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Motivation and Incentive

#1
I suppose one leads to the other, but I was wondering for those at the same level of learning new instruments - clarinet for this thread - for doubling what keeps them motivated to practice every day, assuming they do.

Most sources I've read on the topic suggest practicing at least one hour a day. If one is learning clarinet and flute while trying to advance their skills on a primary (sax) instrument, that would mean at least three hours a day, or one on each? Not practical for many people still tied to a day job to make ends meet.

If unable to practice one hour a day per instrument, obviously something less will have to suffice. I seem to be rambling here, but is there hope for a would-be doubler if they devote less time to working on these instruments? If so, what is the best way to make the most use of the limited time available?

I hope I'm making some sense. The fact is, I want to be able to double on flute and clarinet in big band situations where mostly standards are played, but I don't have full days, every day, to devote to making that happen.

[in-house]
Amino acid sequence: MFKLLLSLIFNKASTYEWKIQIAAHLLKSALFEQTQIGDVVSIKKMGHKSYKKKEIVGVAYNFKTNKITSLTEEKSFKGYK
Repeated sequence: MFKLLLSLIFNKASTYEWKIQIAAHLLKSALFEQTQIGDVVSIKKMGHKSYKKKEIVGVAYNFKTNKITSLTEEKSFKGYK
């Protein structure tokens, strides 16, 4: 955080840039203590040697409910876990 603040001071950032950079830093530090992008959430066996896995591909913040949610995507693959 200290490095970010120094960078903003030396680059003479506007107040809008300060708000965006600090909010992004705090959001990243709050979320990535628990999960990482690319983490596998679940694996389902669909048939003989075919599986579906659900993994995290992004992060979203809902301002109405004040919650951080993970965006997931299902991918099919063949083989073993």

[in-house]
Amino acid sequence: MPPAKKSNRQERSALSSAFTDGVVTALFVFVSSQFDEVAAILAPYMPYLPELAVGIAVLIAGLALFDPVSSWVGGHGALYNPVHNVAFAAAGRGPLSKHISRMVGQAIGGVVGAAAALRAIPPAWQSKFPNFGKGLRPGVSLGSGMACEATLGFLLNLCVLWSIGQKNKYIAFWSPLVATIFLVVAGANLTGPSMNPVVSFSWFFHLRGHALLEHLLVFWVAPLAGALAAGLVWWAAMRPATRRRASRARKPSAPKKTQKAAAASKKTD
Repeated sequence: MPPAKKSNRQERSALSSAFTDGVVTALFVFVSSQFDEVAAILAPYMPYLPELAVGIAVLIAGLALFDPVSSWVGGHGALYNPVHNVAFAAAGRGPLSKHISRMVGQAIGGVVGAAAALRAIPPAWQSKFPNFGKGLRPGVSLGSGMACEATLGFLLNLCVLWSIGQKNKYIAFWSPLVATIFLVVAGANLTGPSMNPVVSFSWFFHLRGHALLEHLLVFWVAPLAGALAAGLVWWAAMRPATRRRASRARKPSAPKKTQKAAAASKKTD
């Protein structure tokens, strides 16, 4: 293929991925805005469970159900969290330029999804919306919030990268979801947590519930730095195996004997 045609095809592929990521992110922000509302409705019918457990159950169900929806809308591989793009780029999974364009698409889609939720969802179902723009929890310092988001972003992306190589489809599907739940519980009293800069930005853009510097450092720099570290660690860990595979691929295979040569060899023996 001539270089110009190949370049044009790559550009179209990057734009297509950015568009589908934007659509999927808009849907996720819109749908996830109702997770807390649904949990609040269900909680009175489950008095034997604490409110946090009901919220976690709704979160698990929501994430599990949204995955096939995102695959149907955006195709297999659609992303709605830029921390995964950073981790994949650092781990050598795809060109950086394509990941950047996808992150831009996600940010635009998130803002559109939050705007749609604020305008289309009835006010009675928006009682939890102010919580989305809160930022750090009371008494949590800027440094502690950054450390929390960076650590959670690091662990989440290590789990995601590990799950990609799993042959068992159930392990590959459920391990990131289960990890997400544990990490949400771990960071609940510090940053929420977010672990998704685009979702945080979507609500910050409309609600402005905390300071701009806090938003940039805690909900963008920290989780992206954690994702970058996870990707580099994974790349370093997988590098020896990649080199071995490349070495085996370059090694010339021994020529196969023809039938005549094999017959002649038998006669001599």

Gandalfe

Admin and all around good guy.
Staff member
Administrator
#2
There are not enough hours in a day for our pursuits me thinks. And there are no absolutes either. Depending upon how efficiently you practice you might not need as much time. I just try not to feel *too* guilty about how much time I spend on the Internet and watching TV which seem to suck up most of my free time.

So I prioritize based on the bands I'm in now. That translates to three years with a flute that I've probably only played a total of ten hours or so. And my hours on clarinet is under 50 in the same three years.

But I do find that if I'm playing a bass clarinet part I seem to work it harder and make some progress. And since my grandson started on clarinet I spend an hour a week with him. Heck I've even sat in with his sixth grade band.

Maybe it's all about being clever about how we schedule our musical pursuits. That sax quartet arrangement has been sitting on my desk for over four years! And working full time for the man doesn't make it any easier.
 

pete

Brassica Oleracea
Staff member
Administrator
#3
FWIW, you also have to practice the right way.

I have an acquaintance that I lived with for awhile. He's a violin player. He'd practice 4 or so hours every day on the same piece(s). And he'd hit the same notes wrong. Every. Time. I wanted to smack him over the head with the violin and say, "Dude. If you can't play it at speed, slow it down. A lot. Don't speed up until you can play *every* note perfectly."

I believe in targeted practice, especially if you're doubling. If you have a passage that's difficult, practice that. If you have a full piece that's difficult, practice that. If you have a passage in one piece that's difficult, but it's only a couple bars, and you have an entire chart that's difficult, practice the chart: play tacit horn for the passage.
 

Gandalfe

Admin and all around good guy.
Staff member